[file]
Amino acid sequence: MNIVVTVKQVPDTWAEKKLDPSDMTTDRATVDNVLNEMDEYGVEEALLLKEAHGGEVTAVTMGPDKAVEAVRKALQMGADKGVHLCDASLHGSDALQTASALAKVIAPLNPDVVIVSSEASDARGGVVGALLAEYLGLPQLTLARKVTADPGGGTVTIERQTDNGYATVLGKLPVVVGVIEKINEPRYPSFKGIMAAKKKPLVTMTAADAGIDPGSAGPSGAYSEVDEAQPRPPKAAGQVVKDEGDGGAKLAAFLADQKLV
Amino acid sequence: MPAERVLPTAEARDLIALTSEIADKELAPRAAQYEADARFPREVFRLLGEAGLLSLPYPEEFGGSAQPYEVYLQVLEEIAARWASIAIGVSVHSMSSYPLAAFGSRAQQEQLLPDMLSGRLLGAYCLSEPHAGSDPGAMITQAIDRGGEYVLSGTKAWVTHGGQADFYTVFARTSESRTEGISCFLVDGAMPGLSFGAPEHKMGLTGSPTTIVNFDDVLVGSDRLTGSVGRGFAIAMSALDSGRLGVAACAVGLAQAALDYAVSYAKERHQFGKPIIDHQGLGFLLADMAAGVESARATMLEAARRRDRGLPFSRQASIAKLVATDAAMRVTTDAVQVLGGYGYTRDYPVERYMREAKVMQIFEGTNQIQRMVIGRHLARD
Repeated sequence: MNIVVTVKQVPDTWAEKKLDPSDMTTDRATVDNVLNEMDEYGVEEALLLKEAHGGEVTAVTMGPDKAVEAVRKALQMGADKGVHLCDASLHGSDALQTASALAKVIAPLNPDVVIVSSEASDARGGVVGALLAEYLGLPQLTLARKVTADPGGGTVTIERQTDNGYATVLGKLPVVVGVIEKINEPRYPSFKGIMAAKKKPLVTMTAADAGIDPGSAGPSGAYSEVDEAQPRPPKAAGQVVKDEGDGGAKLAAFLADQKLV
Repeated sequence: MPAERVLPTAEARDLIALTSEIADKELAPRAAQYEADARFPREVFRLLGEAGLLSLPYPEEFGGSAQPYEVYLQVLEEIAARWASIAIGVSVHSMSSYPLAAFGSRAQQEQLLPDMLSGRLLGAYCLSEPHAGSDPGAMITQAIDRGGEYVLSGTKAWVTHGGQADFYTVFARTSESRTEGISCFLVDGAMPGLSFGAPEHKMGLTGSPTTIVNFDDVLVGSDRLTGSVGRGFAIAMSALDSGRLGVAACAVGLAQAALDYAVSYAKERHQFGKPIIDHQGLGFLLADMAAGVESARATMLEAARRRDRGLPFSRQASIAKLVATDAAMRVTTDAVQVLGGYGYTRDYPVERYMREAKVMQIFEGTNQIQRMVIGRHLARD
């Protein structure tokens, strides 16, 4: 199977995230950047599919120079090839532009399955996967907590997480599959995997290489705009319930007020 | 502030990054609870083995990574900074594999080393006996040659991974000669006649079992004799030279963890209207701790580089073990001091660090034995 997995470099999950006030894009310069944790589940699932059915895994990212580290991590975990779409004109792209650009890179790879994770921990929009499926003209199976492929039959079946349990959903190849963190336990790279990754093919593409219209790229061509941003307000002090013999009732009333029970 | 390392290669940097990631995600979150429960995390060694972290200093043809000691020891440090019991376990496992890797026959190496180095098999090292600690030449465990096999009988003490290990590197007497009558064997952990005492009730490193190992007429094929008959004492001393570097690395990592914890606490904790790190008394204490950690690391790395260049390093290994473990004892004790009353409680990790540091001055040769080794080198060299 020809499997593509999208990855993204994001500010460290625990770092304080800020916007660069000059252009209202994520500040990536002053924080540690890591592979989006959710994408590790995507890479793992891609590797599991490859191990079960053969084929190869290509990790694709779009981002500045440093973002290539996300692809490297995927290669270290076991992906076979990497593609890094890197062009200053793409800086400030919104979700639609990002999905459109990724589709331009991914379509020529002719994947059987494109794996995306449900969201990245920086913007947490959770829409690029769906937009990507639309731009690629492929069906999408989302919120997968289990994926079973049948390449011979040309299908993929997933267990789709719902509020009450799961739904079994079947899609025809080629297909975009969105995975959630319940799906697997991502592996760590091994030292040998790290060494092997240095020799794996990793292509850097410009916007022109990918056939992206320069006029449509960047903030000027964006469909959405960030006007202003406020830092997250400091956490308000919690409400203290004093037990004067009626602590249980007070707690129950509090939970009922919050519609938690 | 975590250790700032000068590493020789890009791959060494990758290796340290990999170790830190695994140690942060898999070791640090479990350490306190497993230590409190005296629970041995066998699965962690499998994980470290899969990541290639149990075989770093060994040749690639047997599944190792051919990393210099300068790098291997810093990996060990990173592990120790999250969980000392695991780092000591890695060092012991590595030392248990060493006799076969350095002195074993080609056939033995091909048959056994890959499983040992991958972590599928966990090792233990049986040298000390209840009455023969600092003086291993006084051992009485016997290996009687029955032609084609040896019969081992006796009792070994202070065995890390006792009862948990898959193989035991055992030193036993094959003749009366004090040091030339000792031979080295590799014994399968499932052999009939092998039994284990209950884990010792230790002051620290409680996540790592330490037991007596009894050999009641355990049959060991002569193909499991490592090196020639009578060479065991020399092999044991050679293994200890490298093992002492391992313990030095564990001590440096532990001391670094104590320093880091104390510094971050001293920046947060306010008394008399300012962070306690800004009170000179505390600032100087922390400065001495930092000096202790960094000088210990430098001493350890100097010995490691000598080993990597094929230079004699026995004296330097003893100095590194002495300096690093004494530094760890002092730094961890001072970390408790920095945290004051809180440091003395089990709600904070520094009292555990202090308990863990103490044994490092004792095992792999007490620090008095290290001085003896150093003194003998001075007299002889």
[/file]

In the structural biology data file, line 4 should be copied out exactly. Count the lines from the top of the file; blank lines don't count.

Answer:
Repeated sequence: MPAERVLPTAEARDLIALTSEIADKELAPRAAQYEADARFPREVFRLLGEAGLLSLPYPEEFGGSAQPYEVYLQVLEEIAARWASIAIGVSVHSMSSYPLAAFGSRAQQEQLLPDMLSGRLLGAYCLSEPHAGSDPGAMITQAIDRGGEYVLSGTKAWVTHGGQADFYTVFARTSESRTEGISCFLVDGAMPGLSFGAPEHKMGLTGSPTTIVNFDDVLVGSDRLTGSVGRGFAIAMSALDSGRLGVAACAVGLAQAALDYAVSYAKERHQFGKPIIDHQGLGFLLADMAAGVESARATMLEAARRRDRGLPFSRQASIAKLVATDAAMRVTTDAVQVLGGYGYTRDYPVERYMREAKVMQIFEGTNQIQRMVIGRHLARD